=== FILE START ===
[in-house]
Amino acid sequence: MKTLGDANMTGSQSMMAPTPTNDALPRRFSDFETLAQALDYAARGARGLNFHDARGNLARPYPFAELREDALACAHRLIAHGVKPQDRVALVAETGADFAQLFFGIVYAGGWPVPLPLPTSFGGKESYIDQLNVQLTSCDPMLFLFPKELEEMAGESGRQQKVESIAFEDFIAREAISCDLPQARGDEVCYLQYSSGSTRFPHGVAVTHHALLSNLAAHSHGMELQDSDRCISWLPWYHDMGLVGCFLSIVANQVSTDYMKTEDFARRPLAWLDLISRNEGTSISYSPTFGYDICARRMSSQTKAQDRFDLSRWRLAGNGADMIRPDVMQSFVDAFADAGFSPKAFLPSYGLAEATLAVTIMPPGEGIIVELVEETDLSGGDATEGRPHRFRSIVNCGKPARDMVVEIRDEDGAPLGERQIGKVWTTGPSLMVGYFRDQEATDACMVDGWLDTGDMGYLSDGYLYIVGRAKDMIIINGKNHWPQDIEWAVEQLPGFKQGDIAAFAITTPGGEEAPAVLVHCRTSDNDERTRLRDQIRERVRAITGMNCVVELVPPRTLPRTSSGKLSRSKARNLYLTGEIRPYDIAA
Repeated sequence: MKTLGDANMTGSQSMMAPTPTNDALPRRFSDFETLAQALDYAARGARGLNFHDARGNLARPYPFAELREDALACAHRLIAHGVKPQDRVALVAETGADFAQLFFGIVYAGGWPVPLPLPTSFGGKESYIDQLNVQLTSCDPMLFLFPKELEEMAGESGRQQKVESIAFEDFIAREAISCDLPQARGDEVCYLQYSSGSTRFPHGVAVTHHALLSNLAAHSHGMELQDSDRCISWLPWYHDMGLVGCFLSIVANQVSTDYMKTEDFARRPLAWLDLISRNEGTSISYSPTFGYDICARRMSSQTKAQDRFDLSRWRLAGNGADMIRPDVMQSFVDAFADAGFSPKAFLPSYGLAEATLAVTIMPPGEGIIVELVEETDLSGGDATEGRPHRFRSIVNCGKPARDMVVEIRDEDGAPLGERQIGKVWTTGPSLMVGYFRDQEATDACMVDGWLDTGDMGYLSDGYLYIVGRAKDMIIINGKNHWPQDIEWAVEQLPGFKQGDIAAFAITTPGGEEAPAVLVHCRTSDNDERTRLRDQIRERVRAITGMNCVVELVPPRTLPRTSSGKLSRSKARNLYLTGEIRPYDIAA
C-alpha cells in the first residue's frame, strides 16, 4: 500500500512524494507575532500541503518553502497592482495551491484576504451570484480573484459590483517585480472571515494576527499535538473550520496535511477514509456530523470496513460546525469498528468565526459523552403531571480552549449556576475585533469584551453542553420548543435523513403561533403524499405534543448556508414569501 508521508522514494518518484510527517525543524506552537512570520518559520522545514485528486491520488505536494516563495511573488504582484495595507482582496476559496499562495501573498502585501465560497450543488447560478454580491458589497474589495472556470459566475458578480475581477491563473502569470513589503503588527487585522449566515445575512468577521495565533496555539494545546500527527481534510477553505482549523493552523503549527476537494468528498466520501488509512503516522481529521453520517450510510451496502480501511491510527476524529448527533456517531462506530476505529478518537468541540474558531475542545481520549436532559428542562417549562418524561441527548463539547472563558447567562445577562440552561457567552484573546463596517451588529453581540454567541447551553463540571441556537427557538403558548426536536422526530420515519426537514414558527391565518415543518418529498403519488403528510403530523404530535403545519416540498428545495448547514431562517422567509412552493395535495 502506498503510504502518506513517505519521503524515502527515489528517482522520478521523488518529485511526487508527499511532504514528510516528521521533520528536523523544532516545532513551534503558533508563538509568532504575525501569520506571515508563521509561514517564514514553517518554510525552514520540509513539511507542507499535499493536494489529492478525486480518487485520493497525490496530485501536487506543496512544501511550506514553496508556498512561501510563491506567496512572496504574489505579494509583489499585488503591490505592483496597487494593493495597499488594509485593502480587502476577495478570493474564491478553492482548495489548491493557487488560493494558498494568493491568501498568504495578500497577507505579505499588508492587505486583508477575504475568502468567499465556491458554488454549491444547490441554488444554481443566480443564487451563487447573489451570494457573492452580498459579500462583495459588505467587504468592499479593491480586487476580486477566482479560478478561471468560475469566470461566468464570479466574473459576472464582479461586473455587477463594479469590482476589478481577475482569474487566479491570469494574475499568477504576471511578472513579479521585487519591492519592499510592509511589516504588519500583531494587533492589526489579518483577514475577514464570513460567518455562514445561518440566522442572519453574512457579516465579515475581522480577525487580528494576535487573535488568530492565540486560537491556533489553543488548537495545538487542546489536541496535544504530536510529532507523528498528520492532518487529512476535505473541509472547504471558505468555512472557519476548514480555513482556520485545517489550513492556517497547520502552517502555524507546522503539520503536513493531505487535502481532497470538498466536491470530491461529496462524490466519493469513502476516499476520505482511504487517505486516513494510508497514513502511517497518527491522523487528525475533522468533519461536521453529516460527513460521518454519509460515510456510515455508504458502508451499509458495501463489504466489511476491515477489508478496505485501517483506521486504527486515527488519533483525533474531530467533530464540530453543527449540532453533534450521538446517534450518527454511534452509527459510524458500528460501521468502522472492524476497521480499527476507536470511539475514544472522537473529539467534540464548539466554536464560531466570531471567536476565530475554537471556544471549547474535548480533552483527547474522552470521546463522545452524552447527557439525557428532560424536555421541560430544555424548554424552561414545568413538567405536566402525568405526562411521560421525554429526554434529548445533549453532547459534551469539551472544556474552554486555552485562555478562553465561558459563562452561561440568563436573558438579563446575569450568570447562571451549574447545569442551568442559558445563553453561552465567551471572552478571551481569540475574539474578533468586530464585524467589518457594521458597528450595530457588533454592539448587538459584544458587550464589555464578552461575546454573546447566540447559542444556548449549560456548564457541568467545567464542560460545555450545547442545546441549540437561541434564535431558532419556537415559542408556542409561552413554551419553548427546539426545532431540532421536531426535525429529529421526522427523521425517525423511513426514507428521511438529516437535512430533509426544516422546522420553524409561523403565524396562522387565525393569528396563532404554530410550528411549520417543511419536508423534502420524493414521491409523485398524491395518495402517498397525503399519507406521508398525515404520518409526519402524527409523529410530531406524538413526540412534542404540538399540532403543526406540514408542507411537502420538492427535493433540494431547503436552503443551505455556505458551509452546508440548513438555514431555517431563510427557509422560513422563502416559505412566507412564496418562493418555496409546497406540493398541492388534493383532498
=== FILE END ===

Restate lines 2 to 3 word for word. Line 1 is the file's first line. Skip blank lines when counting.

Amino acid sequence: MKTLGDANMTGSQSMMAPTPTNDALPRRFSDFETLAQALDYAARGARGLNFHDARGNLARPYPFAELREDALACAHRLIAHGVKPQDRVALVAETGADFAQLFFGIVYAGGWPVPLPLPTSFGGKESYIDQLNVQLTSCDPMLFLFPKELEEMAGESGRQQKVESIAFEDFIAREAISCDLPQARGDEVCYLQYSSGSTRFPHGVAVTHHALLSNLAAHSHGMELQDSDRCISWLPWYHDMGLVGCFLSIVANQVSTDYMKTEDFARRPLAWLDLISRNEGTSISYSPTFGYDICARRMSSQTKAQDRFDLSRWRLAGNGADMIRPDVMQSFVDAFADAGFSPKAFLPSYGLAEATLAVTIMPPGEGIIVELVEETDLSGGDATEGRPHRFRSIVNCGKPARDMVVEIRDEDGAPLGERQIGKVWTTGPSLMVGYFRDQEATDACMVDGWLDTGDMGYLSDGYLYIVGRAKDMIIINGKNHWPQDIEWAVEQLPGFKQGDIAAFAITTPGGEEAPAVLVHCRTSDNDERTRLRDQIRERVRAITGMNCVVELVPPRTLPRTSSGKLSRSKARNLYLTGEIRPYDIAA
Repeated sequence: MKTLGDANMTGSQSMMAPTPTNDALPRRFSDFETLAQALDYAARGARGLNFHDARGNLARPYPFAELREDALACAHRLIAHGVKPQDRVALVAETGADFAQLFFGIVYAGGWPVPLPLPTSFGGKESYIDQLNVQLTSCDPMLFLFPKELEEMAGESGRQQKVESIAFEDFIAREAISCDLPQARGDEVCYLQYSSGSTRFPHGVAVTHHALLSNLAAHSHGMELQDSDRCISWLPWYHDMGLVGCFLSIVANQVSTDYMKTEDFARRPLAWLDLISRNEGTSISYSPTFGYDICARRMSSQTKAQDRFDLSRWRLAGNGADMIRPDVMQSFVDAFADAGFSPKAFLPSYGLAEATLAVTIMPPGEGIIVELVEETDLSGGDATEGRPHRFRSIVNCGKPARDMVVEIRDEDGAPLGERQIGKVWTTGPSLMVGYFRDQEATDACMVDGWLDTGDMGYLSDGYLYIVGRAKDMIIINGKNHWPQDIEWAVEQLPGFKQGDIAAFAITTPGGEEAPAVLVHCRTSDNDERTRLRDQIRERVRAITGMNCVVELVPPRTLPRTSSGKLSRSKARNLYLTGEIRPYDIAA